Last night I posted about Fred Reichheld, author of The Ultimate Question. He discussed the difference between "good profits" and "bad profits." "Bad profits" are defined as those policies or procedures that make money for the company, but cause customers to quit using that company. For example he cited:
Hotel phone bills that are marked up many times what the actual cost is. (I´d add charging for Internet access as well.)
Returned check fees (some in excess of $35.00)
Airlines that charge $100 to change a ticket
Rental car companies that charge three times the actual cost of gasoline when you don´t fill up the tank before returning it
Back-end fees such as a credit card company that charges you when you exceed your limit.
I learned in Economics 101 that the motive for setting many of these fees so high is to discourage behavior. For example, most customers are careful not to bounce a check when they know it will cost them $35.00. In this case that policy is posted prominently at nearly all retail outlets that take checks. Also, the fee is nearly universal so this "bad profit" is probably not going to cause financial institutions to lose customers.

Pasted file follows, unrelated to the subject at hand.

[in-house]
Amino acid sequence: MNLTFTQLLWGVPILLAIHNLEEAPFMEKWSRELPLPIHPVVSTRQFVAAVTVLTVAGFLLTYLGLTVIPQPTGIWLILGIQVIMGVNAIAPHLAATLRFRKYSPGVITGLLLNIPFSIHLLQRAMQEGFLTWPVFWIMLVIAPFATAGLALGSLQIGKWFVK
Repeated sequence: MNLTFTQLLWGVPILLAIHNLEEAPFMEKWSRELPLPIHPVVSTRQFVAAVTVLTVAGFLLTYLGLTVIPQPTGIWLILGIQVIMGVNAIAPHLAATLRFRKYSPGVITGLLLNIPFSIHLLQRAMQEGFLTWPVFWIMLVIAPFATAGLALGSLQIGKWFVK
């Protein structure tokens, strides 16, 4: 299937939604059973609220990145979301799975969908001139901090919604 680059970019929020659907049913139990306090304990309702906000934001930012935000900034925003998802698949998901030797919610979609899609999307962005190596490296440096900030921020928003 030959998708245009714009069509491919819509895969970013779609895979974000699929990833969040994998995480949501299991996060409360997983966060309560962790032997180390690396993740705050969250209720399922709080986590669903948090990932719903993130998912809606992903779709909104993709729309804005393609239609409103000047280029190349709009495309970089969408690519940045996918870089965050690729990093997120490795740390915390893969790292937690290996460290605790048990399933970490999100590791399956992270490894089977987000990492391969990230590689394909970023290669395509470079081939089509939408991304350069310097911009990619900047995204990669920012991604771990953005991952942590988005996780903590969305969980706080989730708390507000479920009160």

But airlines shouldn´t charge $100 to change a ticket especially when there is a seat available on the preferred flight. Unlike bouncing a check, which is primarily the customer´s fault, having to change a flight reservation is not always the fault of the passenger. There are too many other variables in play.
Rental car companies shouldn´t charge exorbitant fees if you don´t return with the gas tank full.("Highway robbery" is the expression that comes to mind.) Enterprise Rent-A-Car doesn´t. That´s one reason why they have the highest customer loyalty in their industry.
When US airlines first allowed check-in over the Internet, some hotels charged fees of up to $20 to print boarding passes. Most have discontinued this after negative customer feedback. That was definitely an example of bad profits.
Fred discussed "good profits" also. These are profits derived by customer loyalty such as referrals and repurchases.
Neither type of profit, good or bad, is measured by GAAP. Oh sure, you may be able to tally up how much you made off of inflated charges, but what is not being measured is how many customer you lose when you do that and how much money they didn´t spend with you.
Do you make bad profits? How many customers do you lose because of them?